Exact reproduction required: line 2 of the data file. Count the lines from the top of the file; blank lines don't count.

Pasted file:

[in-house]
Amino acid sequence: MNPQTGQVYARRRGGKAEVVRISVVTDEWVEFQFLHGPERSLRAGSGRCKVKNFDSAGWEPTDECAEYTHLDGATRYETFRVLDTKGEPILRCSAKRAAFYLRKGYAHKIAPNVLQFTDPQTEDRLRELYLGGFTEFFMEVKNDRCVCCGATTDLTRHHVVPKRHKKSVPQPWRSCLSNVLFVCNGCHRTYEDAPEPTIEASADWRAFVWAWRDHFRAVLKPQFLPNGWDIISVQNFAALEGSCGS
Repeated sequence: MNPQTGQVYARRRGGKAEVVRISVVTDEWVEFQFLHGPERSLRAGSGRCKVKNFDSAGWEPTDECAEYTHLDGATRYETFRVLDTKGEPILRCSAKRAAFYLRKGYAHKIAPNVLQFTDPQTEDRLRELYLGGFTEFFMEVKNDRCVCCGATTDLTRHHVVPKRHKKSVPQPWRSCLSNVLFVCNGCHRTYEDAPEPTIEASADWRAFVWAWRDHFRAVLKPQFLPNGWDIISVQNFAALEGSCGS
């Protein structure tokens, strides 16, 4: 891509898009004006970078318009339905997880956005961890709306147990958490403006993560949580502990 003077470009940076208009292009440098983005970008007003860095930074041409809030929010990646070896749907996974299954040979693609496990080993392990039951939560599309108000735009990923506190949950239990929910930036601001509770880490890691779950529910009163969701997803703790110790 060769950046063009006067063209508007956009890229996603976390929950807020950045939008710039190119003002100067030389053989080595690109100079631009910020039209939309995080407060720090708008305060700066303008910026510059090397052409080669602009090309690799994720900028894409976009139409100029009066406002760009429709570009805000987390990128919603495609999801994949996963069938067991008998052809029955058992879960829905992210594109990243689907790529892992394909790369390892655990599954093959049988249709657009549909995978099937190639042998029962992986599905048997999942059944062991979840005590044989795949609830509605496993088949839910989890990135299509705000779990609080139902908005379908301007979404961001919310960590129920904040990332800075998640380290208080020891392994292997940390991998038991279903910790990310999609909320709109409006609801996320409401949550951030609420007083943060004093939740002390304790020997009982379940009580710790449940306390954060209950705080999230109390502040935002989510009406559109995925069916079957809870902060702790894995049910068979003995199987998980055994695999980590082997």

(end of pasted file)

Amino acid sequence: MNPQTGQVYARRRGGKAEVVRISVVTDEWVEFQFLHGPERSLRAGSGRCKVKNFDSAGWEPTDECAEYTHLDGATRYETFRVLDTKGEPILRCSAKRAAFYLRKGYAHKIAPNVLQFTDPQTEDRLRELYLGGFTEFFMEVKNDRCVCCGATTDLTRHHVVPKRHKKSVPQPWRSCLSNVLFVCNGCHRTYEDAPEPTIEASADWRAFVWAWRDHFRAVLKPQFLPNGWDIISVQNFAALEGSCGS